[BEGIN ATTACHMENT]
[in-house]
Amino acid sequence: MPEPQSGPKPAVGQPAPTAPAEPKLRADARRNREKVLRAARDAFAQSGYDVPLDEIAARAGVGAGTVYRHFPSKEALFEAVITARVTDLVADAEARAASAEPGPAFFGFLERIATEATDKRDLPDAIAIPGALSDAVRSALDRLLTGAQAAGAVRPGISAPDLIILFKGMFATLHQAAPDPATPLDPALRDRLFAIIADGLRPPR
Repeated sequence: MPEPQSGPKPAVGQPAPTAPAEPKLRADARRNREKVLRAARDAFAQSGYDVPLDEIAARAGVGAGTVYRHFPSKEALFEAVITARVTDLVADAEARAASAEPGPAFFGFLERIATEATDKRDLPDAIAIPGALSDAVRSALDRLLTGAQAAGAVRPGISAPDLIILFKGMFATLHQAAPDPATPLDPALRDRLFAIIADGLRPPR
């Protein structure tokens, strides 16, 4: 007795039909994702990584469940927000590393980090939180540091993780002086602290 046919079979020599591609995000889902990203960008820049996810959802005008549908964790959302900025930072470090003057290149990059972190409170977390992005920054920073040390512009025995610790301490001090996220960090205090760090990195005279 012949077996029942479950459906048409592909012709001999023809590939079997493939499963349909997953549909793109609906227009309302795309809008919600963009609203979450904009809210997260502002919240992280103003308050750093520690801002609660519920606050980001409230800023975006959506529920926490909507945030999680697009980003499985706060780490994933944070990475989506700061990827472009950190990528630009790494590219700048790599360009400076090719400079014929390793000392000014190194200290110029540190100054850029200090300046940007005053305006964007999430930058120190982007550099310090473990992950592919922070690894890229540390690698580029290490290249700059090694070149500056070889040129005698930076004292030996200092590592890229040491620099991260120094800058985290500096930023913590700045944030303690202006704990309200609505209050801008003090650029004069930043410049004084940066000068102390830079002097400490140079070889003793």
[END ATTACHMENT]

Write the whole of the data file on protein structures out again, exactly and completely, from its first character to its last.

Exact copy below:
[in-house]
Amino acid sequence: MPEPQSGPKPAVGQPAPTAPAEPKLRADARRNREKVLRAARDAFAQSGYDVPLDEIAARAGVGAGTVYRHFPSKEALFEAVITARVTDLVADAEARAASAEPGPAFFGFLERIATEATDKRDLPDAIAIPGALSDAVRSALDRLLTGAQAAGAVRPGISAPDLIILFKGMFATLHQAAPDPATPLDPALRDRLFAIIADGLRPPR
Repeated sequence: MPEPQSGPKPAVGQPAPTAPAEPKLRADARRNREKVLRAARDAFAQSGYDVPLDEIAARAGVGAGTVYRHFPSKEALFEAVITARVTDLVADAEARAASAEPGPAFFGFLERIATEATDKRDLPDAIAIPGALSDAVRSALDRLLTGAQAAGAVRPGISAPDLIILFKGMFATLHQAAPDPATPLDPALRDRLFAIIADGLRPPR
């Protein structure tokens, strides 16, 4: 007795039909994702990584469940927000590393980090939180540091993780002086602290 046919079979020599591609995000889902990203960008820049996810959802005008549908964790959302900025930072470090003057290149990059972190409170977390992005920054920073040390512009025995610790301490001090996220960090205090760090990195005279 012949077996029942479950459906048409592909012709001999023809590939079997493939499963349909997953549909793109609906227009309302795309809008919600963009609203979450904009809210997260502002919240992280103003308050750093520690801002609660519920606050980001409230800023975006959506529920926490909507945030999680697009980003499985706060780490994933944070990475989506700061990827472009950190990528630009790494590219700048790599360009400076090719400079014929390793000392000014190194200290110029540190100054850029200090300046940007005053305006964007999430930058120190982007550099310090473990992950592919922070690894890229540390690698580029290490290249700059090694070149500056070889040129005698930076004292030996200092590592890229040491620099991260120094800058985290500096930023913590700045944030303690202006704990309200609505209050801008003090650029004069930043410049004084940066000068102390830079002097400490140079070889003793």